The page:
Saturday, 18 May 2019
Hunter's Weekend (2018) - Comedy Horror Film Review
Hunter's Weekend is a found footage/mocumentary comedy horror film that comes from writer and director Amy Taylor. Horror like many genres is one where the majority of directors are male, off the top of my head Tricia Lee (Blood Hunters, Silent Retreat) and Jennifer Phillips (Blood Child) are the two directors that came to mind as the few examples I could think of for feature length films. Taylor's intent seems to be to give a female voice to horror, and with the small crew being made up of 60% women, and with a subject matter about toxic masculinity it makes for something a little different.
Lyle (Benjamin Guenther) is a park ranger at a national park who along with his hapless assistant Victor (Christopher J. Young) holds an annual hunting competition there. This year they have hired a cameraman in order to get a documentary made of the event. It turns out that the participants are all serial killers. However the duo soon discover that there is a rogue killer on the loose, one who is breaking the rules by murdering the other players. More due to his beloved event getting ruined than a sense of responsibility for his guests Lyle and Victor set out to find and stop this rule breaker...
There are some additional things you have to look out for when reviewing found footage horrors, the most important for me is how believable is the central premise of everything just happening to be filmed. It works here due to the documentary aspect, having hired a cameraman the two are going to make full use of him. You soon come to realise Lyle and Victor themselves are also serial killers which gives a contrast with What We Do in the Shadows due to the comedic nature of this, and having bad people hiring a filmmaker. It felt a little weird how it was revealed about the nature of the people taking part in the event. It is left up to the viewer to piece together that the cast are mostly killers. Eventually this comes really obvious from the dialogue, but I spent a good ten to fifteen minutes of the start of this confused, trying to work out in my head what all the throwaway comments meant. When they find a severed hand and work out it belonged to a notorious killer I was thinking 'how on Earth did they know it belonged to a serial killer?' due to not realising the nature of the contest. Even then I never did work out what exactly the aim of the event was, were these people there to kill other humans, or where they hunting animals? I found a lot of my questions to initially be distracting from the unfolding plot.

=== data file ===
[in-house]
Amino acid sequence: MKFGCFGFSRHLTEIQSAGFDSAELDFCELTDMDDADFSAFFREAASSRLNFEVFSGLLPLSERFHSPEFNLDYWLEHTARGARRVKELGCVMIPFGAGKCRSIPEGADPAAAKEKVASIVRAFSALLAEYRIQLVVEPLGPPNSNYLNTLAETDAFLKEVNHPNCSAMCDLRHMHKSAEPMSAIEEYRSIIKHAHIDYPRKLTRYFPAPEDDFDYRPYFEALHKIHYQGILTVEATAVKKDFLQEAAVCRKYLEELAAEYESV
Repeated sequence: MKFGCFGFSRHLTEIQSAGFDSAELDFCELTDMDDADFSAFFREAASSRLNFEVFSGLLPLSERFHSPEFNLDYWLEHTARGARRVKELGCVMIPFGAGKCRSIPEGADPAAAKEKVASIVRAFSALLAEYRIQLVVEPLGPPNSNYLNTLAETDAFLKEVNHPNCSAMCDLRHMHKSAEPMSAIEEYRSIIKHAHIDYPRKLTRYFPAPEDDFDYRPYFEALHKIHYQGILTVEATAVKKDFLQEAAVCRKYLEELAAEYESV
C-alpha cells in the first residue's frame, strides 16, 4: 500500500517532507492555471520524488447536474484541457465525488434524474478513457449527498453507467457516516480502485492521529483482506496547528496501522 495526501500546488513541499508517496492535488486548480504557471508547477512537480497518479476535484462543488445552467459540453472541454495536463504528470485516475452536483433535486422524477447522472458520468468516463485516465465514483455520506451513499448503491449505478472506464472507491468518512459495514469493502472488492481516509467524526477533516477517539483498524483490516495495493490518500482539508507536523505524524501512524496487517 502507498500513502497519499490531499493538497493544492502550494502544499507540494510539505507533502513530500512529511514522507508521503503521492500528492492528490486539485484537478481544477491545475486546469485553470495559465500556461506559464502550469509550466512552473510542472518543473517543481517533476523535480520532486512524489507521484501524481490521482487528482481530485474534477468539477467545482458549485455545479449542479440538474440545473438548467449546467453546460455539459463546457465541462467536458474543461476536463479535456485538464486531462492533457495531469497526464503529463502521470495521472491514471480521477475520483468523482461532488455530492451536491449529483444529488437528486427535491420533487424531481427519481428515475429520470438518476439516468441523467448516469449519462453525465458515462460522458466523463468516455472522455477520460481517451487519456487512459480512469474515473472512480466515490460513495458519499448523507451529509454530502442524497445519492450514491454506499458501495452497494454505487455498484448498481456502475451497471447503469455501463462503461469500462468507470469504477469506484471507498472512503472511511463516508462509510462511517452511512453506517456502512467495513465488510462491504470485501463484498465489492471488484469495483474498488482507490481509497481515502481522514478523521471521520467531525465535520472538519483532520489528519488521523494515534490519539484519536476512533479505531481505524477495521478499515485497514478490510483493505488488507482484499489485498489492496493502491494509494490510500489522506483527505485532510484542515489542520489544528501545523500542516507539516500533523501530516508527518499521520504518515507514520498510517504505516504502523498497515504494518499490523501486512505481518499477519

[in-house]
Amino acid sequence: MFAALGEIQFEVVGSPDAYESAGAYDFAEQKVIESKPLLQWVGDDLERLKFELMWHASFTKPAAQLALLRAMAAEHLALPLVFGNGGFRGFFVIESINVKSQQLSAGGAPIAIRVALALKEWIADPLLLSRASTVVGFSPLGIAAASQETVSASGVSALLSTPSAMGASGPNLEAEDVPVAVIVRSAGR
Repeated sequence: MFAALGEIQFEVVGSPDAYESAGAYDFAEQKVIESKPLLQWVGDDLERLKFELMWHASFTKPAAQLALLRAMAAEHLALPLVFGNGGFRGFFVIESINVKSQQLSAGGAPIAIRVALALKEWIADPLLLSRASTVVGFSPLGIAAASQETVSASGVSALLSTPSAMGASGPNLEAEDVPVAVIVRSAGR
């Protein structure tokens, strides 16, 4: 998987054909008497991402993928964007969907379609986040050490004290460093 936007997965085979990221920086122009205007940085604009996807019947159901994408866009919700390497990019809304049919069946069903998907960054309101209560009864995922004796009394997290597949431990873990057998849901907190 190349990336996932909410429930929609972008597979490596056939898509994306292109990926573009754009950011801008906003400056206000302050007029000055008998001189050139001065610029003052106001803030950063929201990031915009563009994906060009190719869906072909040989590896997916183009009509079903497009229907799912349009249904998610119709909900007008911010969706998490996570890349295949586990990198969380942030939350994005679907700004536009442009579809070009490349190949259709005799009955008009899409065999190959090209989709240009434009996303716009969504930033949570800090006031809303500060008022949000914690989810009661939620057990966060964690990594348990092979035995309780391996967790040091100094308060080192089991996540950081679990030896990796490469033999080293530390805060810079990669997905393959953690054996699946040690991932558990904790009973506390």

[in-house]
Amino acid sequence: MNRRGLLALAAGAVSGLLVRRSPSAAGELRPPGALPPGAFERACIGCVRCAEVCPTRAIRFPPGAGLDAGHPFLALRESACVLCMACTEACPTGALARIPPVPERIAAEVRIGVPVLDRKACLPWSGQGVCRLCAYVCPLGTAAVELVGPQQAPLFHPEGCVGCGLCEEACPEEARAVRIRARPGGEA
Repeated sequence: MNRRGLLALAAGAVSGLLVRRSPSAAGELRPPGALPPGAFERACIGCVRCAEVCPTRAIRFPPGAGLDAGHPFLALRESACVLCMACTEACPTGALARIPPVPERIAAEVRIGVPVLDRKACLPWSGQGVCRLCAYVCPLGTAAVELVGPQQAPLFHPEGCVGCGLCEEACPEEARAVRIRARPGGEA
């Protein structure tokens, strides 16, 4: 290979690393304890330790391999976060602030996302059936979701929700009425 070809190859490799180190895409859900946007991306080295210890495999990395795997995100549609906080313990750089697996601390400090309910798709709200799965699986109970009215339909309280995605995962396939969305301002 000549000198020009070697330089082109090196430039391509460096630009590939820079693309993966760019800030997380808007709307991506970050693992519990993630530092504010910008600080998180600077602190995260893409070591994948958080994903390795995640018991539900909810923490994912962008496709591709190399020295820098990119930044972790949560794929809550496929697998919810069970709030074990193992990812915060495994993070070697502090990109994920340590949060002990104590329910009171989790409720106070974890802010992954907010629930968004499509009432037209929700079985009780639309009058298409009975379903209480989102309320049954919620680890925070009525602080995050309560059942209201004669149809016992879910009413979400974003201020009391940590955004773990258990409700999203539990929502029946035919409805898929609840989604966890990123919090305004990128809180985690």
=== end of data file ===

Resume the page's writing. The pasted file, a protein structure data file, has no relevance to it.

While the cast for this was quite small the actors for Lyle and Victor were chosen well. The characters come across as an odd couple with Lyle being the straight man, and Victor being his more dense partner. Both characters are portrayed as idiots, but loveable enough in their own way. Sure they are bad people, their M.O being females of any type, but they never explain what exactly they hate about women, and their interactions with the one they encounter in the movie is hardly hate filled. The transition of found footage in the modern day has gone from hapless friends being hunted (The Blair Witch Project), and more the star of the show being the bad guy (Capture Kill Release, Creep). There was a fun blend here of the stars being bad guys, yet caught up in the events of a different bad guy, rather than being there to set the plot. Lyle's over confidence and inflated impression of his abilities brought to mind a little bit of David Brent from the U.K version of The Office. I loved the way his character would eye roll, or mouth words at the camera when people were talking whose viewpoints he didn't agree with. Meanwhile Victor more than anyone reminded me of Charles Boyle from Brooklyn Nine-Nine due to his hero worship of Lyle, as well as his cowardly nature.
Hunter's Weekend is split over the course of several days, in reality the film itself was filmed over just five and a half days. Despite a lack of many characters this remained involving enough, though at times more characters, or at least more screen time for characters would have helped. With a budget of under 10k it may well be this wasn't feasible. As it was we get introduced to a few different characters, but then others are mentioned only to actually be seen in the end credit kill montage. The identity of the mysterious killer was very obvious right from the start, but I see this as intentional, more down to the comedic idiocy of the protagonists than an attempt to have a legitimate air of mystery over it. This is a mostly male cast, all of which come across as stupid, but it never felt mean spirited in its presentation of males. The special effects are low key throughout with violence usually implied rather than shown, again I imagine this is due to the budget.
I liked the comedy here a lot, it was sadly refreshing to have a horror comedy that isn't full of sex or bodily function jokes. I also liked the character's interactions with each other as the dialogue was frequently amusing at times, especially with the odd friendship of Lyle and Victor.These were more likable than misogynistic killers should ever be. The plot itself was quite simple, but it was saved by the witty script. Despite any issues I might have had this was an entertaining movie, and it maintained for the most part a decent balance between humour and horror. Hunter's Weekend is currently in a festival run so check it out if you get the chance.